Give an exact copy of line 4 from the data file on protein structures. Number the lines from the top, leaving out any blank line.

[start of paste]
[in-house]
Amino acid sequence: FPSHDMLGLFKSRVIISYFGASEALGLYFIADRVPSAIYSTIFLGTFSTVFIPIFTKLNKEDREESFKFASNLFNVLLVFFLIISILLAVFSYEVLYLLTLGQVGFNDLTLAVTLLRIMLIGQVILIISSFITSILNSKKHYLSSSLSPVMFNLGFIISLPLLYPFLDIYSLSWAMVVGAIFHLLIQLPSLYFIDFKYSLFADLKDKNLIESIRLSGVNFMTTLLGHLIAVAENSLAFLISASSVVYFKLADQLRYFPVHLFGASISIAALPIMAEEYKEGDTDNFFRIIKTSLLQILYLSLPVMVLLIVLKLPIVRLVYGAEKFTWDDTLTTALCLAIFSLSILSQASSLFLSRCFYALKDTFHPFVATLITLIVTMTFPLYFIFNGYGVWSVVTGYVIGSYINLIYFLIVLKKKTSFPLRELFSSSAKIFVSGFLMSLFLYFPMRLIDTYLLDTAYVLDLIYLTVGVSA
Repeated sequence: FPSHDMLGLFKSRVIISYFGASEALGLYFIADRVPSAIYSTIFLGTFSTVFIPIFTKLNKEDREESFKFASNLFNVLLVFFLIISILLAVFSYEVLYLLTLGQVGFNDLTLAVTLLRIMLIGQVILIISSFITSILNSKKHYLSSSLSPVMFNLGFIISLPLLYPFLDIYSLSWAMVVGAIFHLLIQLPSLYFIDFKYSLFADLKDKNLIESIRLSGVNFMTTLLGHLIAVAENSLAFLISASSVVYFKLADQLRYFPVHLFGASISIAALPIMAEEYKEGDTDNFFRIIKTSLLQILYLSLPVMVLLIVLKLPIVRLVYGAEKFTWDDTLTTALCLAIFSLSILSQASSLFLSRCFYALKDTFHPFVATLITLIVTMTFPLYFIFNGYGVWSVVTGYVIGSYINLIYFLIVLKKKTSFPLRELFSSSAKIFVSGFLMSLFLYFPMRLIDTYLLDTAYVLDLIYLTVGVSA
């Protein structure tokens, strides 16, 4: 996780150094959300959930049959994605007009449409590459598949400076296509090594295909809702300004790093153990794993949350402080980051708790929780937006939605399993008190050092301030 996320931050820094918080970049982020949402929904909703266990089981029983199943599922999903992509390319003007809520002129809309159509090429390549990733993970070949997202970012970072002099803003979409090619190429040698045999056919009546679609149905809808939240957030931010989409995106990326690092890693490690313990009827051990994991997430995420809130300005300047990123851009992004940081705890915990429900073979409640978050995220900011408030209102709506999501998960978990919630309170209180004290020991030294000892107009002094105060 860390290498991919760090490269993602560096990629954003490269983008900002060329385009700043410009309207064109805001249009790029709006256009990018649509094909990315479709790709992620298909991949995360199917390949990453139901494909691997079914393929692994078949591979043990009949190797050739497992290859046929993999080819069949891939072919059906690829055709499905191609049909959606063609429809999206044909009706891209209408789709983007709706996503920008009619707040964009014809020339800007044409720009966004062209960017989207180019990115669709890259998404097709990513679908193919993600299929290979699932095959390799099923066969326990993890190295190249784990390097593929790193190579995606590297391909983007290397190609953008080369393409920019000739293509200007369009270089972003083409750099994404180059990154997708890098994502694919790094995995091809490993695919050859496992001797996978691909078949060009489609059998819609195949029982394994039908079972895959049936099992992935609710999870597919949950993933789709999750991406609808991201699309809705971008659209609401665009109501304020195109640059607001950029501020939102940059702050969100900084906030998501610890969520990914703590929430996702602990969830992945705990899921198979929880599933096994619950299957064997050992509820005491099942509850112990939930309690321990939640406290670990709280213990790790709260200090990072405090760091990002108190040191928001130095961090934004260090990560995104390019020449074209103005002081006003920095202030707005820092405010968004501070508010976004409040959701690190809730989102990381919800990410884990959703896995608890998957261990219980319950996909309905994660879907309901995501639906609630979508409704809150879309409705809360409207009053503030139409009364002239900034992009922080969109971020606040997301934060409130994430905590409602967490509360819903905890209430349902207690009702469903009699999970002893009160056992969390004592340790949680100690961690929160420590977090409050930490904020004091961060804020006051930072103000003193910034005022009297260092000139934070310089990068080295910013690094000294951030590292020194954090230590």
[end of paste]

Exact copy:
């Protein structure tokens, strides 16, 4: 996780150094959300959930049959994605007009449409590459598949400076296509090594295909809702300004790093153990794993949350402080980051708790929780937006939605399993008190050092301030 996320931050820094918080970049982020949402929904909703266990089981029983199943599922999903992509390319003007809520002129809309159509090429390549990733993970070949997202970012970072002099803003979409090619190429040698045999056919009546679609149905809808939240957030931010989409995106990326690092890693490690313990009827051990994991997430995420809130300005300047990123851009992004940081705890915990429900073979409640978050995220900011408030209102709506999501998960978990919630309170209180004290020991030294000892107009002094105060 860390290498991919760090490269993602560096990629954003490269983008900002060329385009700043410009309207064109805001249009790029709006256009990018649509094909990315479709790709992620298909991949995360199917390949990453139901494909691997079914393929692994078949591979043990009949190797050739497992290859046929993999080819069949891939072919059906690829055709499905191609049909959606063609429809999206044909009706891209209408789709983007709706996503920008009619707040964009014809020339800007044409720009966004062209960017989207180019990115669709890259998404097709990513679908193919993600299929290979699932095959390799099923066969326990993890190295190249784990390097593929790193190579995606590297391909983007290397190609953008080369393409920019000739293509200007369009270089972003083409750099994404180059990154997708890098994502694919790094995995091809490993695919050859496992001797996978691909078949060009489609059998819609195949029982394994039908079972895959049936099992992935609710999870597919949950993933789709999750991406609808991201699309809705971008659209609401665009109501304020195109640059607001950029501020939102940059702050969100900084906030998501610890969520990914703590929430996702602990969830992945705990899921198979929880599933096994619950299957064997050992509820005491099942509850112990939930309690321990939640406290670990709280213990790790709260200090990072405090760091990002108190040191928001130095961090934004260090990560995104390019020449074209103005002081006003920095202030707005820092405010968004501070508010976004409040959701690190809730989102990381919800990410884990959703896995608890998957261990219980319950996909309905994660879907309901995501639906609630979508409704809150879309409705809360409207009053503030139409009364002239900034992009922080969109971020606040997301934060409130994430905590409602967490509360819903905890209430349902207690009702469903009699999970002893009160056992969390004592340790949680100690961690929160420590977090409050930490904020004091961060804020006051930072103000003193910034005022009297260092000139934070310089990068080295910013690094000294951030590292020194954090230590």